Even if we are marginalised in the elections, we will have formed more branches and spread progressive political consciousness. We already have more people drawing nearer to us than before through Papernas. So even in the worst case scenario in the elections, we will have the big job of consolidating all these new Papernas branches, politically educating the new members and trying to win them to the politics of the PRD.
Will the PRD still retain its basic organisation and structure during this big turn towards building the new party?
I am the chairperson of the PRD but most of my work now is building the broader alliances on behalf of Papernas so that we can respond to the presidential elections. Some projects of the PRD will still carry on, such as our publication Pembebasan.
Our basic organisation will still be there. PRD is the driving force in Papernas. Before PRD members go to Papernas meetings we will discuss first as PRD members what we are going to bring to those meetings. But while the PRD will still be preserved, its structures will be reduced as Papernas structures develop.
The PRD has come to be associated with more than anti-imperialist and national-democratic politics. It is associated with socialist politics. Will this continue to be projected while you build Papernas around a more limited anti-imperialist platform?
Participating in the electoral process places some political limitations on us in Indonesia today. We knew that was one of the consequences of deciding to participate. We are willing to work within those limitations because it is necessary, but at the same time we seek to go beyond that. For instance, we will be campaigning against all attempts to introduce repressive electoral legislation, but we will still have to work within the framework of such laws.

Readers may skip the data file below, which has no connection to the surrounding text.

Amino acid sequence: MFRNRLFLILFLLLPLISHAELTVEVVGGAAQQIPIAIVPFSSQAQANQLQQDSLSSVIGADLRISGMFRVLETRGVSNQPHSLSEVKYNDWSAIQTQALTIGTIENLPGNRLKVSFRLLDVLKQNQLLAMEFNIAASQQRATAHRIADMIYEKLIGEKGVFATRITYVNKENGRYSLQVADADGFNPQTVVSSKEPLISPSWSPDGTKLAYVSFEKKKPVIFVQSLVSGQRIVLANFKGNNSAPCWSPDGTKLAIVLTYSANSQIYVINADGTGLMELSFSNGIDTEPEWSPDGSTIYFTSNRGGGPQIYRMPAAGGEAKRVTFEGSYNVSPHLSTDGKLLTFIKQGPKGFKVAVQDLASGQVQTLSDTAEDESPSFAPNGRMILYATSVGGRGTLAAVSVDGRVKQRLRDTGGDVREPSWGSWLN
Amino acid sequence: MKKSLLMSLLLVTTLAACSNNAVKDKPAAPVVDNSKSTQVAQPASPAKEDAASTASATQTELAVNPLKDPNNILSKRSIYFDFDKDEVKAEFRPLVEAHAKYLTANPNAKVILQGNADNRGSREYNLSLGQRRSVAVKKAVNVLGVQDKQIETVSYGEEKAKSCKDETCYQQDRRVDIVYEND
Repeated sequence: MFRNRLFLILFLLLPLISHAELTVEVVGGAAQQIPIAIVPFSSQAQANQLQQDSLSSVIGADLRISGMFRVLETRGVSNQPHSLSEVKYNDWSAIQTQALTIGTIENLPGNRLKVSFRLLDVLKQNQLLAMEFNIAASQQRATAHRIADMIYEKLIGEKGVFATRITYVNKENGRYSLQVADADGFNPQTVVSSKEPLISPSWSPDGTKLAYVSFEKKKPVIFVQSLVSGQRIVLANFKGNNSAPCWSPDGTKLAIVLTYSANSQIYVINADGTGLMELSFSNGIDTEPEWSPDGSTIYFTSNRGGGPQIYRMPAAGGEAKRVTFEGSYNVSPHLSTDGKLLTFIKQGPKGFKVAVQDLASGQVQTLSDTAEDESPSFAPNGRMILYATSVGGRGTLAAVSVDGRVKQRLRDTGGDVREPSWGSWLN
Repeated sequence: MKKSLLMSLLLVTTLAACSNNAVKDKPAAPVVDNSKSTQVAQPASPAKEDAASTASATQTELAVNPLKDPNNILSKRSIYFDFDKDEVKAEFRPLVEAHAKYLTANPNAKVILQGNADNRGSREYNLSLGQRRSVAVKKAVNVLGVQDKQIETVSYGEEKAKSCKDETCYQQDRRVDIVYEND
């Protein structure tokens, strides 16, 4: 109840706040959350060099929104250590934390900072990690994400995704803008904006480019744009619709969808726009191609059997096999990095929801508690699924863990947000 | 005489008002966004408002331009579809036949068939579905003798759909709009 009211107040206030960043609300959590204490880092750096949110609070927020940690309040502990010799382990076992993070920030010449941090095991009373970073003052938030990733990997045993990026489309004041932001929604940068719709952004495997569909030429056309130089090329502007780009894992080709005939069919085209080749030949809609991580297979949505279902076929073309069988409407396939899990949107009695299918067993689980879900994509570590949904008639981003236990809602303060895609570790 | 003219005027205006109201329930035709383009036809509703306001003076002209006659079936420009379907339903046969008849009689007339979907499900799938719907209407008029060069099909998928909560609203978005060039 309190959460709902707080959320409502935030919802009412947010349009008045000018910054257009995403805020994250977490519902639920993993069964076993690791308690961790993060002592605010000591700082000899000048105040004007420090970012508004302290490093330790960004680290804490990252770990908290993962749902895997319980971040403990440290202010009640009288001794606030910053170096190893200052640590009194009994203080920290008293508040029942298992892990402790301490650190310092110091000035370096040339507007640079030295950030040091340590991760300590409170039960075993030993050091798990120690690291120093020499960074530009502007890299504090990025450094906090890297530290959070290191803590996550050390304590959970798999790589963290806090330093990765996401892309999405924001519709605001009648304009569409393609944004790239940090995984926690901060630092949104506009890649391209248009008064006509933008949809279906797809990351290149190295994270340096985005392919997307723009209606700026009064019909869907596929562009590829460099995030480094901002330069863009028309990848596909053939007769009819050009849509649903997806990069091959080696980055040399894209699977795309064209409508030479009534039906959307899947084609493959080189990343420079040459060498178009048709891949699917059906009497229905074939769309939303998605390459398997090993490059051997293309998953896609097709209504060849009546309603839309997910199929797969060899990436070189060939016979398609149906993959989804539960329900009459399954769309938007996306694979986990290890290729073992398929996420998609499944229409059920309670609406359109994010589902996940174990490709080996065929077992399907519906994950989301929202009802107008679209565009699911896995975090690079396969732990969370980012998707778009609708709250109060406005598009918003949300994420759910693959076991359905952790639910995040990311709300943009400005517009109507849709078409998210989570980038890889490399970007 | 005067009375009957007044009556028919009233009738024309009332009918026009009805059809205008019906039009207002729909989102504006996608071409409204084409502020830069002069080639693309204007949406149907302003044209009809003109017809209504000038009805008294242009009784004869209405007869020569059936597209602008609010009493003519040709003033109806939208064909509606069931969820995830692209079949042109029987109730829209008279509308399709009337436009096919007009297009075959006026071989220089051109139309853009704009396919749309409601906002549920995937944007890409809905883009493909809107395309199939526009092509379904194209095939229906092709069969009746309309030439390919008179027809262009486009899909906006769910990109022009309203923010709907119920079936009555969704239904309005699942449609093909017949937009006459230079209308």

It is almost impossible to campaign for socialism in the electoral sphere at present. But if there is a chance we — in the PRD — will seek ways to campaign for socialism, but perhaps not through Papernas.
You are probably best-known around the world as one of the founders and leaders of the FNPBI trade union federation. What is its future in this period of extreme neoliberal pressure, where workers are being laid off by the thousands and union militants victimised?
The FNPBI seeks to present political leadership in the trade union movement and part of this leadership is pointing out to the other trade unions that, if they want to survive in the current extremely difficult conditions, we need to make a political breakthrough. If unions simply try and organise in the traditional way, they will be defeated.
What is the approach of Papernas to the political movements for self-determination in Aceh and West Papua?
We understand that Indonesia is not a final project and that there has been repression of many regional movements that questioned being part of Indonesia. Papernas has not yet formally adopted a position on self-determination. But I am certain it will strongly oppose the intervention by the military or the police against any local political movements and respect their right to self-determination, whether that includes a demand for independence or not. That is a basic democratic right and so far we agree on those principles in Papernas. We have not gone beyond that to advocate independence for Aceh or West Papua.